The call that deemed Christian Yelich out in Saturday’s game is a fun one—well, fun for me, because I neither play for nor hold any emotional attachment to the Milwaukee Brewers. Umpire John Libka made a defensible choice as it pertained to MLB’s rulebook, but it pissed off a lot of people.
In the sixth inning of Reds-Brewers, Yelich laid down a bunt; pitcher Vladimir Gutierrez’s throw to first base was well off the mark. First base coach Quintin Berry (remember that guy?) signaled for Yelich to take second, but the baseball took a fortunate bounce and Reds second baseman Jonathan India collected it quickly. India saw that Libka hadn’t made a call on Yelich, who had run through first base and was still off the bag, so he jogged over and applied the tag. Libka ruled Yelich out, and the Brewers outfielder was apoplectic. “Are you fucking shitting me?” Yelich said, before he added in some “Fuck yous” and got tossed from the game.
Obviously, a hitter can run through first base on a ball in play and remain protected, but Libka believed that Yelich had attempted to take second once he saw that Gutierrez’s throw was wide. The umpire’s call was made in real time, so instant replay had nothing to do with it, and it wasn’t reviewable anyway. But it produces the question: What exactly is the minimum for an “attempt”?
The relevant portion of the rulebook is Rule 5.09(b)(11), which can be found on page 48, or page 59 of this PDF. Any runner is out when:
(11) He fails to return at once to first base after overrunning or oversliding that base. If he attempts to run to second he is out when tagged. If, after overrunning or oversliding first base he starts toward the dugout, or toward his position, and fails to return to first base at once, he is out, on appeal, when he or the base is tagged;
A few steps after overrunning first, Yelich saw Berry give him the sign and took one step left before he realized there was no way he’d get to second in time. The video shows his legs move from being outside the foul line to inside. (It doesn’t matter that Yelich was in fair or foul territory here, just that he was moving in the direction of second base.) Is that one step an attempt? Libka thought so.
Berry deserves a little bit of blame here, because that’s some underwhelming first-base coaching. While the overthrow would typically result in an extra base and just happened to take a lucky bounce for the Reds, the coach should’ve been quicker to pull Yelich away from Libka. If Berry had done so, maybe Yelich wouldn’t have said enough to get ejected, and maybe the Brewers wouldn’t have lost, 4-3.
In the context of baseball umpires, and those who suck versus those who don’t, Libka isn’t the worst around. On May 7 of this year, he called an exceptionally consistent game between the Cardinals and Rockies, missing just one strike the entire day. Calling balls and strikes is different than picking up on the intricacies of a baserunner’s legs as they reach first base, but Libka’s not at the level of, say, Ángel Hernández. Yesterday’s crew as a whole was all over the place, though. In the top of the sixth, home plate umpire Gabe Morales tossed Brewers manager Craig Counsell for arguing balls and strikes, and in the top of the eighth, third base umpire Doug Eddings ejected Reds first baseman Joey Votto for doing the same.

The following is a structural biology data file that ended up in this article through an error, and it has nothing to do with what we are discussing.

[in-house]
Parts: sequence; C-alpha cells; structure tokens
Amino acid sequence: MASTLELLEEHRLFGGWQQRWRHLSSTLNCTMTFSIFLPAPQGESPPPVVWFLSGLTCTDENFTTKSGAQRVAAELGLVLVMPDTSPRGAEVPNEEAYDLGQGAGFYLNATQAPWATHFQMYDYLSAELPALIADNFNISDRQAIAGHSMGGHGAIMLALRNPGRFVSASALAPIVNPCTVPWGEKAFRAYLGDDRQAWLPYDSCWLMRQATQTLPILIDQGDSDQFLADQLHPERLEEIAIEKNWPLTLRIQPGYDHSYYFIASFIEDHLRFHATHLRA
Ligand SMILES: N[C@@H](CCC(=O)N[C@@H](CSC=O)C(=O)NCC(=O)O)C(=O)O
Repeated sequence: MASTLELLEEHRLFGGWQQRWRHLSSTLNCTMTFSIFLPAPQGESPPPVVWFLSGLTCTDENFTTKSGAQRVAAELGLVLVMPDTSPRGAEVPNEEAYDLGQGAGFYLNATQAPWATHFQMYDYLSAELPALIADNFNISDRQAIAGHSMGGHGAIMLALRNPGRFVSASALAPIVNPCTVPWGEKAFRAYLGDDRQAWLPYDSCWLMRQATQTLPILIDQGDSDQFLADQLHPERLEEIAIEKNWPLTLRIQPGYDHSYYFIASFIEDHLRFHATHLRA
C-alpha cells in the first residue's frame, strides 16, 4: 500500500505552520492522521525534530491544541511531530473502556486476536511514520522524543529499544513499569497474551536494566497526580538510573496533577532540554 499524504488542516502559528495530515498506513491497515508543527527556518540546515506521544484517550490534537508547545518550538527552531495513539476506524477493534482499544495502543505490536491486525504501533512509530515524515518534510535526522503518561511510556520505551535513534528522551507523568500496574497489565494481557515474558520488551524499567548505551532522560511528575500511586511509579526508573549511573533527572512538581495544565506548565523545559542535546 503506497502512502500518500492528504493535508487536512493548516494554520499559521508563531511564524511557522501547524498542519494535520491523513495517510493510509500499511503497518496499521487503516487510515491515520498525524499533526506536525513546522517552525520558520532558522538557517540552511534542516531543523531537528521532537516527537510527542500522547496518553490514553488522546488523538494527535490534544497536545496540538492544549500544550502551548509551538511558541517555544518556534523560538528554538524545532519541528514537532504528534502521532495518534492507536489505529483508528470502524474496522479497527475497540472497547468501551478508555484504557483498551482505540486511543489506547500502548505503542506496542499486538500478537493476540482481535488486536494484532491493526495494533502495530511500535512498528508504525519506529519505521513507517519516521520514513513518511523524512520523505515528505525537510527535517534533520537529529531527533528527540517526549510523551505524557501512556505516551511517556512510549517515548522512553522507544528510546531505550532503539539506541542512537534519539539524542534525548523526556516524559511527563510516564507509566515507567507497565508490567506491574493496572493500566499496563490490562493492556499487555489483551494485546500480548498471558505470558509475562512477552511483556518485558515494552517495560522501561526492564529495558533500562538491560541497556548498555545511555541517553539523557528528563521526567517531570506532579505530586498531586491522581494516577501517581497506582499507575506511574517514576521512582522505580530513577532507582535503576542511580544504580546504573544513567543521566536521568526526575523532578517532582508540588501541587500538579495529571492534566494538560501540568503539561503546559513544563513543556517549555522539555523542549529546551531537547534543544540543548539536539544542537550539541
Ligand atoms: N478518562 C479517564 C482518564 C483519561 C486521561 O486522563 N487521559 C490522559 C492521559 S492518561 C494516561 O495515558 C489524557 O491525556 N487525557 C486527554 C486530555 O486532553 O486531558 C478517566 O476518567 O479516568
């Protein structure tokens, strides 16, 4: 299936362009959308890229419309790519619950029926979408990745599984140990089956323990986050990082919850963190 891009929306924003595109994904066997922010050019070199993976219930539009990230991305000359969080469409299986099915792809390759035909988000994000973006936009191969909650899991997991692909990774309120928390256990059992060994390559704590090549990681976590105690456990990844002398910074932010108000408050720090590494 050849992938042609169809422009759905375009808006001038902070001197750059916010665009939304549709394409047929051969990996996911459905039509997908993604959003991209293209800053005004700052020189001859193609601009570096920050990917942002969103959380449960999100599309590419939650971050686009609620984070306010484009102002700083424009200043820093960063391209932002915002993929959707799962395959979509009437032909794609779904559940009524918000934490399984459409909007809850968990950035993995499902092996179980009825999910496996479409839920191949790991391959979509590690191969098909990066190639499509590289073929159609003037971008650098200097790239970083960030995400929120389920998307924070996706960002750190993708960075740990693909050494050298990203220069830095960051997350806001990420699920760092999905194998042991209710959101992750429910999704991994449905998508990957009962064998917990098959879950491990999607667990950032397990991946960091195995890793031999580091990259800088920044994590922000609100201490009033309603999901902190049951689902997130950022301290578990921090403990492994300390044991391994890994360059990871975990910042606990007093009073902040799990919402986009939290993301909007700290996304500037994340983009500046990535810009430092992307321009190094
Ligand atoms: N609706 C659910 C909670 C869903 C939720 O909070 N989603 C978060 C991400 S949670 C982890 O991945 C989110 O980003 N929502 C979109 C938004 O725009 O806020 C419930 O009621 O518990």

Yelich seemed to have cooled off a bit after the game, although he cited his lack of shoulder movement as a defense that he wasn’t attempting to take second. Via MLB.com:
“I think we agreed to disagree about some things,” Yelich said of his ejection.
“I know I didn’t turn my shoulders,” Yelich added. “It was pretty much, in my mind, just stopping my momentum. There was no shoulder turn, in my mind, to go. I think there’s a lot of things going on there. Obviously, we didn’t agree on what happened. It is what it is.”
There’s actually a recent, comparable example for Libka’s call. In a June 18 game between the Mets and Nationals, Billy McKinney was in a position nearly identical to Yelich’s. He made a little motion to second but stayed near first, and Josh Harrison applied the tag just to be sure. In that situation, first base umpire Adam Hamari ruled McKinney safe, but as this useful video from Close Call Sports explained, that was because Hamari wasn’t looking at him. An umpire can’t make a call on something they don’t see, but there was a defensible argument for ruling McKinney out.
In Yelich’s case, he was unlucky enough to be in Libka’s field of vision. This call was definitely ticky-tack, and it feels safe to say that few people would have noticed or argued if Yelich had been ruled safe. It’s surely not a satisfying part of baseball to see an umpire apply the letter of the law rather than the spirit, but Libka had justification for the call he made. Really, the winner here was Jonathan India, who smiled, fulfilled his responsibility, and walked away from it all.